Jet Streams are fast flowing winds blowing in a narrow zone in the high altitude above 12000 m in troposphere. There are a number of separate jet streams whose speed varies from 110 km/h in summer to about 184 km/h in winter.
In winter the sub-tropical westerly jet streams bring rain to the western part of India, especially Himachal Pradesh, Haryana and Punjab. In summer the sub-tropical easterly jet blows over Peninsular India approximately at 14ON and bring some rain and storm.

There are different jet streams and in respect of the climate and monsoons of India it is the Subtropical Jet Stream (STJ) and the countering easterly jet that are most important. As the summertime approaches there is increased solar heating of the Indian subcontinent, this has a tendency to form a cyclonic monsoon cell situated between the Indian Ocean and southern Asia. This cell is blocked by the STJ which tends to blow to the south of the Himalayas, as long as the STJ is in this position the development of summer monsoons is inhibited. During the summer months the STJ deflects northwards and crosses over the Himalayan Range. The altitude of the mountains initially disrupts the jet but once it has cleared the summits it is able to reform over central Asia. With the STJ out of the way the subcontinental monsoon cell develops very quickly indeed, often in a matter of a few days. Warmth and moisture are fed into the cell by a lower level tropical jet stream which brings with it air masses laden with moisture from the Indian Ocean. As these air masses are forced upward by north India’s mountainous terrain the air is cooled and compressed, it easily reaches it’s saturation vapour point and the excess moisture is dissipated out in the form of monsoon rains. The end of the monsoon season is brought about when the atmosphere over the Tibetan Plateau begins to cool, this enables the STJ to transition back across the Himalayas. This leads to the formation of a cyclonic winter monsoon cell typified by sinking air masses over India and relatively moisture free winds that blow seaward. This gives rise to relatively settled and dry weather over India during the winter months. This year has been something of an exception. Atmospheric changes over the southern Pacific Ocean led to warmer than usual waters flowing into the Indian Ocean. This provided additional moisture to feed the monsoon systems. Further to the north the polar jet stream stalled due to being countered by Rossby Waves, there was a large kink in the stream and this was centred over Russia. The stalled system prevented weather systems being drawn across Russia and the kink acted as a barrier trapping hot air to the south and cold air to the north. The consequence of this static mass of hot air was the heatwave that devastated Russia. With the jet stream stalled the STJ was unable to transit across the Himalayas as it would do ordinarily, the monsoon cell to the south, fed by warmer waters in the Indian Ocean, had nowhere to go and as a consequence it deposited vast amounts of rain over Pakistan, Himalchal Pradesh amd Jammu and Kashmir and this led to extensive flooding.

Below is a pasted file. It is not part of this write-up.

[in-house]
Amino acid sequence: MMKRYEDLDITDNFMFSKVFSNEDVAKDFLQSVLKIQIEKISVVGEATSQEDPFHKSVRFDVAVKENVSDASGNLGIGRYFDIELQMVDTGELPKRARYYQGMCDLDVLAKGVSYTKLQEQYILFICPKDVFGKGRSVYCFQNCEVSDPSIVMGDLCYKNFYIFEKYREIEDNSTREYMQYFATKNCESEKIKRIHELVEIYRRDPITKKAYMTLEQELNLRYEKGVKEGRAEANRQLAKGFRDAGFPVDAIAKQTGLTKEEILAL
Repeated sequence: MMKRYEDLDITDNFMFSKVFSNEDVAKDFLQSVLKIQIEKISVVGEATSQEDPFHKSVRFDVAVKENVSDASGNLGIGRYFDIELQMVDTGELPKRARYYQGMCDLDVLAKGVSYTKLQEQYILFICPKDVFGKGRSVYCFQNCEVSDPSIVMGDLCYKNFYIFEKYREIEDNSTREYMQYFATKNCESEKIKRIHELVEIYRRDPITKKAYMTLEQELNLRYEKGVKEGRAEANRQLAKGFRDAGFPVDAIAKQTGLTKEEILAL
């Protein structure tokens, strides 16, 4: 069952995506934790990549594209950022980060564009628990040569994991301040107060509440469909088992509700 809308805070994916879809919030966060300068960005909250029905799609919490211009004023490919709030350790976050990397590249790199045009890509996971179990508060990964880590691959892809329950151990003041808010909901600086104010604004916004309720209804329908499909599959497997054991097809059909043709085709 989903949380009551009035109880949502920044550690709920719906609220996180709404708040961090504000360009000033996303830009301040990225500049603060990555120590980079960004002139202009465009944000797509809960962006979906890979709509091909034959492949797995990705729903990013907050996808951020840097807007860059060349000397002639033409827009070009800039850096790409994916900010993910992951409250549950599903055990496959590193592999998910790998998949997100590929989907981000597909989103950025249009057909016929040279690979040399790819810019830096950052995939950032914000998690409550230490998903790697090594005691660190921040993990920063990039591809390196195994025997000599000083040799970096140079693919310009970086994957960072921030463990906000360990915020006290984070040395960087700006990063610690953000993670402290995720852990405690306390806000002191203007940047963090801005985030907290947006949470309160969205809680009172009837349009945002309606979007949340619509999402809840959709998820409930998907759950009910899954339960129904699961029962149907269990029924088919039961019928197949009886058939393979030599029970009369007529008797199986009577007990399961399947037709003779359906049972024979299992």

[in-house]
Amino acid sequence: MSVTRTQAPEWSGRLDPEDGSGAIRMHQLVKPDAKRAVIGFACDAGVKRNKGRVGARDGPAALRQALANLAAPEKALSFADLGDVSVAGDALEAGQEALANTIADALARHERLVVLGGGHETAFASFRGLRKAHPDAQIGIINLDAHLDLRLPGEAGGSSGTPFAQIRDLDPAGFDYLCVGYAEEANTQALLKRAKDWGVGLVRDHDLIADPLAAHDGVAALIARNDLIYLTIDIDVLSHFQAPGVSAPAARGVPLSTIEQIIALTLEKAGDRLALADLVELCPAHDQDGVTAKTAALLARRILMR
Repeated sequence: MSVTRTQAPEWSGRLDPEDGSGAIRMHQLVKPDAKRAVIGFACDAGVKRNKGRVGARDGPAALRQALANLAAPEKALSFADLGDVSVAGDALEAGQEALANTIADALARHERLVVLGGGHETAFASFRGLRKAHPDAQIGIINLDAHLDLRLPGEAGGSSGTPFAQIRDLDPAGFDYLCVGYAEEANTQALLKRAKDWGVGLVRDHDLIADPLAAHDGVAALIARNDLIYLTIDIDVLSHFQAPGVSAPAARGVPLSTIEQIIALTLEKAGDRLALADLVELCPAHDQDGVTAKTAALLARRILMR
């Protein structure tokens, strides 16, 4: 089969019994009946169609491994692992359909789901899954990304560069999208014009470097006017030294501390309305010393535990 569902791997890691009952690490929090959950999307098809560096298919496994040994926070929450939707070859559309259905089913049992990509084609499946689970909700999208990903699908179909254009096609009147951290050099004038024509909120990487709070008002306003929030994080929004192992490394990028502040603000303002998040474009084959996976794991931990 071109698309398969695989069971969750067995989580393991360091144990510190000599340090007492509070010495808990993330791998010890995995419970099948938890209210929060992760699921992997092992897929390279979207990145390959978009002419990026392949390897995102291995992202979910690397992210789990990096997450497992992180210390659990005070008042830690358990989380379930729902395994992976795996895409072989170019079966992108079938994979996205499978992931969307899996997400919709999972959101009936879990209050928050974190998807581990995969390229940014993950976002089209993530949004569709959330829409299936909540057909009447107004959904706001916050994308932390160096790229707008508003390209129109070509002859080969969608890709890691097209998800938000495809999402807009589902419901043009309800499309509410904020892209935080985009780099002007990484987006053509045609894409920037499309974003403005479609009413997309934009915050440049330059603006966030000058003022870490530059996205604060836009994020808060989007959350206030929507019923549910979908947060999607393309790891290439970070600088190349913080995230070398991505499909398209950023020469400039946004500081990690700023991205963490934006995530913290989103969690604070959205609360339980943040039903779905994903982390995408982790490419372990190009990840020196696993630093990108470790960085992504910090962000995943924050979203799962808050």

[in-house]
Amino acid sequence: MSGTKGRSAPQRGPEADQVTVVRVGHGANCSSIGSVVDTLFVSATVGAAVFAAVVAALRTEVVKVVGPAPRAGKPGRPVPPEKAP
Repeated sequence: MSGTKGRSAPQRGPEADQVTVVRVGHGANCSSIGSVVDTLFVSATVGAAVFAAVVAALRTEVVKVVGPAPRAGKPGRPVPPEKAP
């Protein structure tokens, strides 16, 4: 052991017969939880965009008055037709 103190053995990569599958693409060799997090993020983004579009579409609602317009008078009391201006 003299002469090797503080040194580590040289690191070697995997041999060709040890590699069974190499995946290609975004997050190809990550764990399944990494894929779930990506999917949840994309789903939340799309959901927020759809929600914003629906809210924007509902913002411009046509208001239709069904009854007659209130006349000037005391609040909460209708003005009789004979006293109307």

The Somali Jet

The monsoon wind that is deflected to the north as it crosses the equator is further deflected to the east by the mountains of Africa. The progress of the southwest monsoon towards India is greatly aided by the onset of certain jet streams including the crucial Somali jet that transits Kenya, Somalia and Sahel and exits the African coast at 9 degrees north at low level and very fast. J. Findlater, a British meteorologist observed this low level jet stream was found to be most pronounced between 1.0 and 1.5 km above the ground. It was observed to flow from Mauritius and the northern part of the island of Madagascar before reaching the coast of Kenya at about 3º S. Subsequently it ran over the plains of Kenya, Ethiopia and Somalia before reaching the coast again around 9º N. The jet stream appears to be fed by a stream of air, which moves northwards from the Mozambique Channel.